At Shutterstock, we continuously work to add new features and improve functionality of our website for our users. In order to keep up with the rapid pace of development without compromising quality, we need to have a solid testing toolkit that allows developers to test the front-end application in isolation while gathering faster feedback on their code. In this post, we will talk about our integration testing toolkit and the benefits we have seen since implementing it.
Why Do We Need Integration Tests?
The Shutterstock front-end application is powered by an array of microservices. If we were to rely solely on end-to-end tests for the front-end, then debugging test failures would be much harder and time-consuming due to the additional tracing that would be required. Additionally, end-to-end tests are long running—they require a given application and their underlying service dependencies to be deployed in test environments. As a result, the feedback loop on a developer’s code quality is necessarily delayed.
Integration tests allow developers to start their applications locally, mock-out all dependencies and focus specifically on the functionality they are developing/testing. The key benefits of integration tests, then, are:
- Allow isolated front-end, feature-focused testing
- Ability to simulatie upstream behavior and allow exploratory testing
- Provide early insight into application performance
Integration Test Toolkit for Front-End Applications
Using Nock, we intercept and override HTTP calls made by our server to external services. This allows us to control the inputs to our tests, making them deterministic and reliable. It also enables developers to test their code in isolation. Additionally, because tests do not need to call any external services, they are more performant.
We use Puppeteer to test our client application. It is a feature-rich, well-documented library that lets us mimic user interactions on our website. In addition to its other capabilities, we use Puppeteer to intercept and override external calls made by the client. We also leverage the ability to capture artifacts such as console logs, request failure logs and screenshots to make debugging easier.
Mocha & Chai
We opted to use Mocha as the test runner and Chai as the assertion library for our toolkit. Though either of these could be replaced with other available test runner/assertion libraries of your choice, we opted for Mocha as it is well-documented, intuitive, and easy to use.
Integration Test Lifecycle
The diagram above shows the lifecycle of our integration tests using this toolkit.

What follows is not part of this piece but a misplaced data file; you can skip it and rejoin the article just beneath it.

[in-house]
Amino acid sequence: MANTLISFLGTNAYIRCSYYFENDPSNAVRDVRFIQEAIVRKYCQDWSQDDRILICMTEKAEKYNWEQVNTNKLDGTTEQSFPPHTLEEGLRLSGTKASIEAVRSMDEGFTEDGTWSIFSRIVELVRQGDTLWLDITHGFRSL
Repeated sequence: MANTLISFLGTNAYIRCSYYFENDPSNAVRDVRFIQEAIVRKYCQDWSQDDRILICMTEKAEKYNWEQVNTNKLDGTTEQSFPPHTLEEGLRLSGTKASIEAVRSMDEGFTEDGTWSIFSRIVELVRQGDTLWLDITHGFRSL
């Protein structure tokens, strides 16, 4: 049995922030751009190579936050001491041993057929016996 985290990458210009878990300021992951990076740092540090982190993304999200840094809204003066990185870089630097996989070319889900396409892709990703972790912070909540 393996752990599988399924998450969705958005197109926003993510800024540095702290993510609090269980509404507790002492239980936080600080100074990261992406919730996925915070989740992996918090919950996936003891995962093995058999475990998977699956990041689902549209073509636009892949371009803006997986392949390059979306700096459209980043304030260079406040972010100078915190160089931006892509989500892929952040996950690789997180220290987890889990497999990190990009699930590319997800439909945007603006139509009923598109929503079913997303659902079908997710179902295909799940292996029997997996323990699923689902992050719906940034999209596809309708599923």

Tests are executed using Mocha. Using Mocha’s before-hooks, the application is started locally and the test mode is determined. The test mode is defined by the environment variable. Depending of the mode of the test, the integration tests either record, play or simply execute.
Details about each of the modes are as below:
In this mode, our tests make real calls to services while using Nock and use Puppeteer’s recording and intercepting feature to record these calls. Typically, when a test is first written, it is run in
RECORD mode to capture all external request/responses. We post-process the recordings to eliminate any duplicates and add regex matches for ephemeral aspects of the recordings (such as timestamps) as a part of our test teardown.
In this mode, the tests use the recordings generated from the
RECORD mode. Again, using Nock and Puppeteer’s interception capabilities, tests detect if there is a matching recording for the outgoing call and if there is one, the outgoing call is overridden by the matching recording. We use this mode to run our tests in our CI/CD pipeline.
If a matching recording is not found for a given outgoing call, the test fails, indicating to the developer the need to re-
RECORD the test.
This mode allows us to ensure that our recordings have not gone stale. When using the
NO_MOCK_NO_PLAY mode, we do not record any outgoing calls, nor do we attempt to override them. We simply let the tests make real service calls. The test output is automatically monitored to ensure that there are no failures because of bad recordings. Tests in this mode mode are run on a regular cadence to ensure that the upstream services have not made breaking interface changes and that our tests are not operating under incorrect inputs.
Since implementing this toolkit, we have seen the following positive outcomes
- Improved test runtime:
- The toolkit outperforms our previous Selenium based end-to-end test suite by 72%
- These integration tests run alongside unit tests in our CI/CD pipeline and provide feedback to developers with 8 minutes of PR creation
- Better coverage checks:
- By gathering data around JS and CSS code coverage, we can more easily measure our test completeness and effectiveness
- Early insights into performance:
- Since developers can now visualize the external calls in form of recordings, they can start implementing strategies to improve the performance of their applications
Using the features of Nock, Mocha and Puppeteer, we have been able to implement a powerful integration test toolkit for our front end applications. These tests, in conjunction with some end-to-end tests, have allowed us to execute high-quality, high-coverage test strategies to ensure we provide the best possible experiences to our customers. For more on our journey of reaching and adopting this strategy, feel free to watch this video from our NYC NodeJS meetup: